I am currently going through post-convention depression. That pretty much means it was an awesome convention. I enjoyed it more than I’ve enjoyed any Otakon in a decade. I want to go again next year. Here’s a quick summary of what I watched:
- Rail Wars 1-3: Student trainees join the Japan Railway Security Forces. Its okay. Probably wouldn’t seek out more of it, but I didn’t mind it.
- Re:Hamatora: I watched one and a half episode and bailed. I have been hardcore watching anime for almost 25 years, and I can say without hesitation that this is one of the most incoherent pieces of crap I’ve ever attempted to watch. Seriously, fuck this show.
- Argevollon: I only saw the first episode, but it seems to be a fairly stock mecha show. I’d certainly be willing to see more of it to see if it develops into something beyond stock. The mech designs reminded me of the old PC game Total Annihilation.
- Sailor Moon Crystal 1-3: A delight! Sailor Moon Crystal takes everything wrong with the original Sailor Moon TV series and fixes it. The original series had a lot of padding, this cuts all of that out. The artwork is much closer to Naoko Takeuchi’s original manga style. The only flaw, and it is a minor one, is that the opening theme is not the least bit catchy, where the original theme was. I might have liked, perhaps, a remake of the original opening theme as well.
- Dramatical Murder 1-3: I had never even heard of this one until I saw it, and was pleasantly surprised. This one is set in a really cool cyberpunk setting. Its about a guy who does deliveries for a junk shop who gets sucked into a deadly game of cyber-duelling. Afterwards, I noticed a few people dressed as characters from this series, so I guess this is just a series that I missed somehow.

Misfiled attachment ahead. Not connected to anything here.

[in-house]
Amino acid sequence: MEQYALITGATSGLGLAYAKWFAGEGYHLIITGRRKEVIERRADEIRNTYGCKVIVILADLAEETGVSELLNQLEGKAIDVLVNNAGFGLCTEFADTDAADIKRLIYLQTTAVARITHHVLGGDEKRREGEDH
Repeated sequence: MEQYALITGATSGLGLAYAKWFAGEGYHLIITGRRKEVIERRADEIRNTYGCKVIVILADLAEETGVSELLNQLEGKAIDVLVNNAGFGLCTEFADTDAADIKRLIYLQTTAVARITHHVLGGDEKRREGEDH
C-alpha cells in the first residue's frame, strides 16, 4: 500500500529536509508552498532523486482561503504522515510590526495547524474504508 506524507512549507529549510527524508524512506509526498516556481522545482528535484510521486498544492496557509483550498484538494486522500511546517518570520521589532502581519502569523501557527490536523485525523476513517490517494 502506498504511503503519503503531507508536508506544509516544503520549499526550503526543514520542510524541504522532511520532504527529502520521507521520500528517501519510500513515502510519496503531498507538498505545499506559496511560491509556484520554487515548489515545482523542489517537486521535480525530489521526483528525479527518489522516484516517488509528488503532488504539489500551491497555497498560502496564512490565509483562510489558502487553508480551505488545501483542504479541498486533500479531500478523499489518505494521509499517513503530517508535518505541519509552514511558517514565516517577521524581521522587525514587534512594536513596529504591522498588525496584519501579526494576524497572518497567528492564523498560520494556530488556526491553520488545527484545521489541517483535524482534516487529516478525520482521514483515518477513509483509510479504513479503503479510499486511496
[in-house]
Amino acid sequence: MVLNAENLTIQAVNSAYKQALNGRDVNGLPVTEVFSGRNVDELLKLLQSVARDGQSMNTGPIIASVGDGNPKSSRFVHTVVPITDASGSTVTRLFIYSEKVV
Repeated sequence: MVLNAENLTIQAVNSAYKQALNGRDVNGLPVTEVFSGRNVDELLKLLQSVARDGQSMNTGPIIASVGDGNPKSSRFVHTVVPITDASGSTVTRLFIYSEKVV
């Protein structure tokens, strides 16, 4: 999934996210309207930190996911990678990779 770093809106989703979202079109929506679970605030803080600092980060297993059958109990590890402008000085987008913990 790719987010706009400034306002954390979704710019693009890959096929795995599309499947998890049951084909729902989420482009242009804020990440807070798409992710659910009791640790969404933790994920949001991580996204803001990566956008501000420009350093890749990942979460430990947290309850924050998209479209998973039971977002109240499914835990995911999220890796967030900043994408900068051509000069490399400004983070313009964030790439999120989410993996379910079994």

- Akame Ga Kill 1-3: A young man comes to the imperial capital to join the military, but finds the capital is a corrupt mess. Instead he winds up joining a group of assassins who specialize in terminating corrupt officials for rebel forces. It seems fairly good.
- Kill La Kill 1-6: The fact that I watched six episodes of this should tell you a lot. What it should tell you, and what I will tell you now, is that this is amazing. This anime is a masterful blend of action, drama, and comedy. It is set in an unusual setting. It is presented in an insanely hyperkinetic retro style. There is nothing here for me to not like.
- Le Chevalier D’Eon 1-3: Conspiracy and mercury-filled zombies in pre-revolutionary France. Highly-detailed artwork too. Pretty good stuff.
Panels were a more mixed bag. We went to four of them. Two of them were garbage, because the panelists were awful.
- A panel called “Psychology of Anime” spent the first EIGHT MINUTES (as confirmed by the panelists themselves) just fucking around and joking with each other. This may have been mildly entertaining if they were actually funny – they weren’t. It was painful, but we were kinda stuck deep in a large crowd. There may have been fifteen minutes of content. Kiril used the opportunity to take a nap. I wish I had too.
- We bailed quickly on a panel called “Anime and the 1980s” when the fumfering panelists mumbled “Saber Rider and the Star Sheriffs” 4-5 times in a row after showing us the intro to the same, which ended with the text “Saber Rider and the Star Sheriffs.” I mean, literally, they took turns doing that, and a handful of other meaningless words in-between.
- We had MUCH better luck with Jed A. Blue’s two panels: “Postmodern Anime” and “Break the World’s Shell.” The latter is a quote from Revolutionary Girl Utena and was about apocalyptic anime. I really felt like I learned stuff in those panels, and Mr. Blue actually knows how to speak and make a presentation. I’ll give away the most valuable thing I learned: Utena is heavily influenced by, and quotes, the Hermann Hesse story “Demian.” I watched all of Utena and found it fascinating, but I couldn’t tell you what the hell happened in that show. Maybe I need to read Demian!